Individuals with serious mental illness are less likely to get regular preventive health care and more likely to use the emergency rooms than are people without mental illness. As a result, people with serious mental illness generally report poorer health and more physical ailments than other individuals.

To address this disparity, the SC CTSI forged a new academic-community partnership. The academic side is led by John Brekke, PhD, Frances G. Larson professor of social work research and associate dean of research, USC School of Social Work. The community partner is Pacific Clinics, the largest behavioral and mental healthcare agency in Southern California. Together, they developed and tested the feasibility of a Peer Health Navigator model to help people with serious mental illness overcome barriers to critically needed health care.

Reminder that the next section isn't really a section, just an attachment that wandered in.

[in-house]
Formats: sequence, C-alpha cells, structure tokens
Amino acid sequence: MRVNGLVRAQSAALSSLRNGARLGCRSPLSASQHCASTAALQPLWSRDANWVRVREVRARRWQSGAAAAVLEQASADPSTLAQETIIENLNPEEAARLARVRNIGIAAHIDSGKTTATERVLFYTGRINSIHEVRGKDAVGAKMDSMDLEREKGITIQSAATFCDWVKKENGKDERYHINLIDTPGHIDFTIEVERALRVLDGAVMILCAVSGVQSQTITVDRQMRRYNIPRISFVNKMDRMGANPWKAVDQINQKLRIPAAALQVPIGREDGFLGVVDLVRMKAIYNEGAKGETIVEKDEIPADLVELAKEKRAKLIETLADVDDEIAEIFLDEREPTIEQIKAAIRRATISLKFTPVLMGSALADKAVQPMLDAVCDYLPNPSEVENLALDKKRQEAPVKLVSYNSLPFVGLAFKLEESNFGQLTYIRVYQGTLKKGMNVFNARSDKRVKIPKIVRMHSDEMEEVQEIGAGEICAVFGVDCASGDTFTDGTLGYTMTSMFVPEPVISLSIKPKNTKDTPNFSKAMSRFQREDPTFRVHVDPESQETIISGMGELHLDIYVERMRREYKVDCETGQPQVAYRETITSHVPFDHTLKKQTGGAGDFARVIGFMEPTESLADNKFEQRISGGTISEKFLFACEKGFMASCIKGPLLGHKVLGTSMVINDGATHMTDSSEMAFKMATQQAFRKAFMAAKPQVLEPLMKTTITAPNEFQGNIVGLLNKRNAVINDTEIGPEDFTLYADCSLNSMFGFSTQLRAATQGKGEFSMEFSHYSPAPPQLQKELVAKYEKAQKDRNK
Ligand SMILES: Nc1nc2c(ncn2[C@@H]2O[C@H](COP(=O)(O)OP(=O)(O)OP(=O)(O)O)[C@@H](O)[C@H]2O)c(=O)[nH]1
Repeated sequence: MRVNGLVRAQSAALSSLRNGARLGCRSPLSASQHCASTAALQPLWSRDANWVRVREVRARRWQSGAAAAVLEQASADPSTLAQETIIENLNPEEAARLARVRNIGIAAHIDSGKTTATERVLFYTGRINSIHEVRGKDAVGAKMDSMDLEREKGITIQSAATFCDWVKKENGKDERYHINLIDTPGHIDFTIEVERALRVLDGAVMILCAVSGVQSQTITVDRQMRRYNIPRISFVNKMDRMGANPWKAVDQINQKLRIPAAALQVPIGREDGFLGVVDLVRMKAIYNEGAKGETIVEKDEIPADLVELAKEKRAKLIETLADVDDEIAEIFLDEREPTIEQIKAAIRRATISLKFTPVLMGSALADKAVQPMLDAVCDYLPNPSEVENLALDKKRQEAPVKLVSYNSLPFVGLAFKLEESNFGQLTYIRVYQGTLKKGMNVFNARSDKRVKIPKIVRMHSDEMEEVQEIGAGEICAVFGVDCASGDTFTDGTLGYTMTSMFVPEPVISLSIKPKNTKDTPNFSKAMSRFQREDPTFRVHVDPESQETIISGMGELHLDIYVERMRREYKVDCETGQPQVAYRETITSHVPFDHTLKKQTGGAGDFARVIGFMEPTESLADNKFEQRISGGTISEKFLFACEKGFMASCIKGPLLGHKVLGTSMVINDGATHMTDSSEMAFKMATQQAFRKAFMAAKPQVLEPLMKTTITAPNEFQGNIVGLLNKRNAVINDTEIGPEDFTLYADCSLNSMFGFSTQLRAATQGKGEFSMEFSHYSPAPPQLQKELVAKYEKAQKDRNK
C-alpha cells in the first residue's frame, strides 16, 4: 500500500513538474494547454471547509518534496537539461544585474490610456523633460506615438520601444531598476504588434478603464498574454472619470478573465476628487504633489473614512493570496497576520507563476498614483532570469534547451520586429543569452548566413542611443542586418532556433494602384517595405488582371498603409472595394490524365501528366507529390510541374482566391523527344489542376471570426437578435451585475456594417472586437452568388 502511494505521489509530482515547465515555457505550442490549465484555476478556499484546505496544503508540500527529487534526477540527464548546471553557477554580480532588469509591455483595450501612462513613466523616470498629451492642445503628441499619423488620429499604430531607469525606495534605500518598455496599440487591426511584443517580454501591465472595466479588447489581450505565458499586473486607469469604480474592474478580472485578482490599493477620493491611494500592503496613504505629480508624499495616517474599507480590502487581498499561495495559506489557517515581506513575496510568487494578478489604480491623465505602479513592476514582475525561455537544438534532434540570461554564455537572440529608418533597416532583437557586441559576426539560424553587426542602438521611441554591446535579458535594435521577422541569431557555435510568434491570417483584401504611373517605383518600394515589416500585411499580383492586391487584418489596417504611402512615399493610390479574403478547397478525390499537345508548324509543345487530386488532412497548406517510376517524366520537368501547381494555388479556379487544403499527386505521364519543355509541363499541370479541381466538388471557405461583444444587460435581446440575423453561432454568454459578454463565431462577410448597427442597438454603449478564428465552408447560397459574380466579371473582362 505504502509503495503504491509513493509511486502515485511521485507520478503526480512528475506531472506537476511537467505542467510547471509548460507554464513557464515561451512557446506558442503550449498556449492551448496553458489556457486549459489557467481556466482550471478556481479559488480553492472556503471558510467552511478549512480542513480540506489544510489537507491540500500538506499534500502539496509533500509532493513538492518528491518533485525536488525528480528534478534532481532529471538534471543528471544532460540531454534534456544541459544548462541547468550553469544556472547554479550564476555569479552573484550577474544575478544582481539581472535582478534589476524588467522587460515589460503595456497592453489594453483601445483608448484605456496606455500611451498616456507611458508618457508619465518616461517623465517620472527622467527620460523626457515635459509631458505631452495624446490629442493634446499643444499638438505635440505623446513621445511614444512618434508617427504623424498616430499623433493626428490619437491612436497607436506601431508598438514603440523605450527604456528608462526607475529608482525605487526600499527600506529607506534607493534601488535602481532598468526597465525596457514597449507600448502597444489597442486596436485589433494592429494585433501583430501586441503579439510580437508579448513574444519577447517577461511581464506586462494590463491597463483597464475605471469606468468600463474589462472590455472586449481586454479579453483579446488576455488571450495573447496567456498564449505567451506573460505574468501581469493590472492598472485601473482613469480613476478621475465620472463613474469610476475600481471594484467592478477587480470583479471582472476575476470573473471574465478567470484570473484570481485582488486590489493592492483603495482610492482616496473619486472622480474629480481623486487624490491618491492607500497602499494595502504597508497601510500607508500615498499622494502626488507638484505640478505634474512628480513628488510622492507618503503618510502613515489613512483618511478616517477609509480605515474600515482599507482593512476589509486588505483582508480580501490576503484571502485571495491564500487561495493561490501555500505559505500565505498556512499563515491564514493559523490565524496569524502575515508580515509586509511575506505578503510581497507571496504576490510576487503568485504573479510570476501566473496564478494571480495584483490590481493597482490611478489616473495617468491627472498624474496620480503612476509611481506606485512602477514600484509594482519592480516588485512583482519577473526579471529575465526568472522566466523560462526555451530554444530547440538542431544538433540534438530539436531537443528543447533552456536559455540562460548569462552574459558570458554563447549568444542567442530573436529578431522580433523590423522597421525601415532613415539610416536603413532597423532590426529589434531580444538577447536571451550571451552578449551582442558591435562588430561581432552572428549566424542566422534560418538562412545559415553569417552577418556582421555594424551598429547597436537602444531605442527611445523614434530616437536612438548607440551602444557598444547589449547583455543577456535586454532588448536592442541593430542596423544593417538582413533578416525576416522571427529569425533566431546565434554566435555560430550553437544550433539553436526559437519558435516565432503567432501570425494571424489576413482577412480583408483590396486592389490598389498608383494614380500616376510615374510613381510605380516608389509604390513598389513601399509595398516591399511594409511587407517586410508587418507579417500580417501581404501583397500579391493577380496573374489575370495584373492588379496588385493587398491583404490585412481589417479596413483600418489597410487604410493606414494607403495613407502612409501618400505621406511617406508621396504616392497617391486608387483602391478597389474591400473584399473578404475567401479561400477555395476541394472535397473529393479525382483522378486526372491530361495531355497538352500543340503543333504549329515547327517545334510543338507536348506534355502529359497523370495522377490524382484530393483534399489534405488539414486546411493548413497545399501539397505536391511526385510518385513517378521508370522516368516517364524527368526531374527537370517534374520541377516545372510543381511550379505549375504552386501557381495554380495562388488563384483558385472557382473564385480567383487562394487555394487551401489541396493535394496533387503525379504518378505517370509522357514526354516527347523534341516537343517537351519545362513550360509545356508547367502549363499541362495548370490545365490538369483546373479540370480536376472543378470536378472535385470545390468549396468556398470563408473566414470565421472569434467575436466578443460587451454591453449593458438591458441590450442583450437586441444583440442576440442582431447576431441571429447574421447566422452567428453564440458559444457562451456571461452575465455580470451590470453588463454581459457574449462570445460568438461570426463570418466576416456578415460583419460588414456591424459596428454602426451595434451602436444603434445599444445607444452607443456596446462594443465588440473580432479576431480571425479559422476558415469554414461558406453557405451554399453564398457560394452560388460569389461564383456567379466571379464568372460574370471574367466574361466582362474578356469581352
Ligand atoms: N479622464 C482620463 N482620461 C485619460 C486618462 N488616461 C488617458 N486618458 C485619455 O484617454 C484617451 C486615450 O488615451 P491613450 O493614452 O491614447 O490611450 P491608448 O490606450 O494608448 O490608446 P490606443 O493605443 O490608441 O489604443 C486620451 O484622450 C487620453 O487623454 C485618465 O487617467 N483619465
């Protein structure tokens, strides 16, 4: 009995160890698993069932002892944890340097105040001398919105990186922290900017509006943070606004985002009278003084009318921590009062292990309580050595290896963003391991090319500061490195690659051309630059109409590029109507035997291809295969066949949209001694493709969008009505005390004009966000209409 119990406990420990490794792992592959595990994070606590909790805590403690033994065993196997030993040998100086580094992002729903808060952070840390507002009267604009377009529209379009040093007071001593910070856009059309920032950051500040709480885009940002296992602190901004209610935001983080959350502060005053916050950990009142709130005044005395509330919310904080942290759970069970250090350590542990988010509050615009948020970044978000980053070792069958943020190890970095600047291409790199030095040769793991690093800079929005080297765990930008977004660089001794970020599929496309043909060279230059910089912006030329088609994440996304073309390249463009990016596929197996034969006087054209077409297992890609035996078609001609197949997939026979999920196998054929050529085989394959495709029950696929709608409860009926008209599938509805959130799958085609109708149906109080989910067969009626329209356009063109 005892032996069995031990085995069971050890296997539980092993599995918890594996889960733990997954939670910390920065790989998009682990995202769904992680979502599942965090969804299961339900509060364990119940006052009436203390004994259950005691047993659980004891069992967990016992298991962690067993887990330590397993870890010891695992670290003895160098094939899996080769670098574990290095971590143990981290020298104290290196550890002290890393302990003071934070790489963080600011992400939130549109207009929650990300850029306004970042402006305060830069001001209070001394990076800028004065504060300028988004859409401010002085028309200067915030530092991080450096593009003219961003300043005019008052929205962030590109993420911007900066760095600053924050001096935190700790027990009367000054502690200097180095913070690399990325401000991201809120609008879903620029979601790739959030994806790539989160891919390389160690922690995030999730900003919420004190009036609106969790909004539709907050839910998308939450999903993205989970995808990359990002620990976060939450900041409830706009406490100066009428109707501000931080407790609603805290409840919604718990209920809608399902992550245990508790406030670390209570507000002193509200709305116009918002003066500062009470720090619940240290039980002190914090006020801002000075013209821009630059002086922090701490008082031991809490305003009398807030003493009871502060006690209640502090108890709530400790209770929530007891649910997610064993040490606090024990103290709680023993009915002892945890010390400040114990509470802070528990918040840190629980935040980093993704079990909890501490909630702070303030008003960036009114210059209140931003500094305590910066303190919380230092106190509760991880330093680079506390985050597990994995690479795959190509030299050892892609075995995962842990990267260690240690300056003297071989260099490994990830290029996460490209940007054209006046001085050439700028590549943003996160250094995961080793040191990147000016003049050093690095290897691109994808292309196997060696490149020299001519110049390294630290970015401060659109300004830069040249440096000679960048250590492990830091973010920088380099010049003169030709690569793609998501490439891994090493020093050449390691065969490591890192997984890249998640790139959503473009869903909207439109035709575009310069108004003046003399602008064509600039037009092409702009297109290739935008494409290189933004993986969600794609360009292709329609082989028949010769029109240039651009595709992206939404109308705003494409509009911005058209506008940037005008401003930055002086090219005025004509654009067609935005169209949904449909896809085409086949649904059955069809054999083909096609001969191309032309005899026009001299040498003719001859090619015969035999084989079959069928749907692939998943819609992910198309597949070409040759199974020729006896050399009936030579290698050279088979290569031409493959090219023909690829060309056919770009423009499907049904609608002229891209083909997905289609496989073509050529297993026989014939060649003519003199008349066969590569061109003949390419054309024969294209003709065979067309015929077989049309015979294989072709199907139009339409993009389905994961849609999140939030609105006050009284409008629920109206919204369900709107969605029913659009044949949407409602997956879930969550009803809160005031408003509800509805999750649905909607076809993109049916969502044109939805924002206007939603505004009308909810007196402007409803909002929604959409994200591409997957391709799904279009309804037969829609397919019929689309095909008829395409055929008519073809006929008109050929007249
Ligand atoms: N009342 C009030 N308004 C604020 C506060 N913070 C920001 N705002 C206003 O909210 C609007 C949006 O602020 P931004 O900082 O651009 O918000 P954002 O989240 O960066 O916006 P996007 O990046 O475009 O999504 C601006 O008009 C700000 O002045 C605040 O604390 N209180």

Initial results indicate that patients assigned to the intervention experienced a significant improve­ment in physical health and a significant transition from using the emergency department to using outpatient clinics for their routine health care. As a result of this SC CTSI-supported feasibility study, the LA County Department of Mental Health is implementing peer health navigators in more than 50 community clinics. Simultaneously, Brekke has secured funding from the Patient Centered Outcomes Research Institute (PCORI) to conduct a larger randomized trial to formally evaluate the efficacy of the peer navigator approach in patients with chronic mental illness in two branches of Pacific Clinics in LA County.

NIH Funding Acknowledgment: Important - All publications resulting from the utilization of SC CTSI resources are required to credit the SC CTSI grant by including the NIH funding acknowledgment and must comply with the NIH Public Access Policy.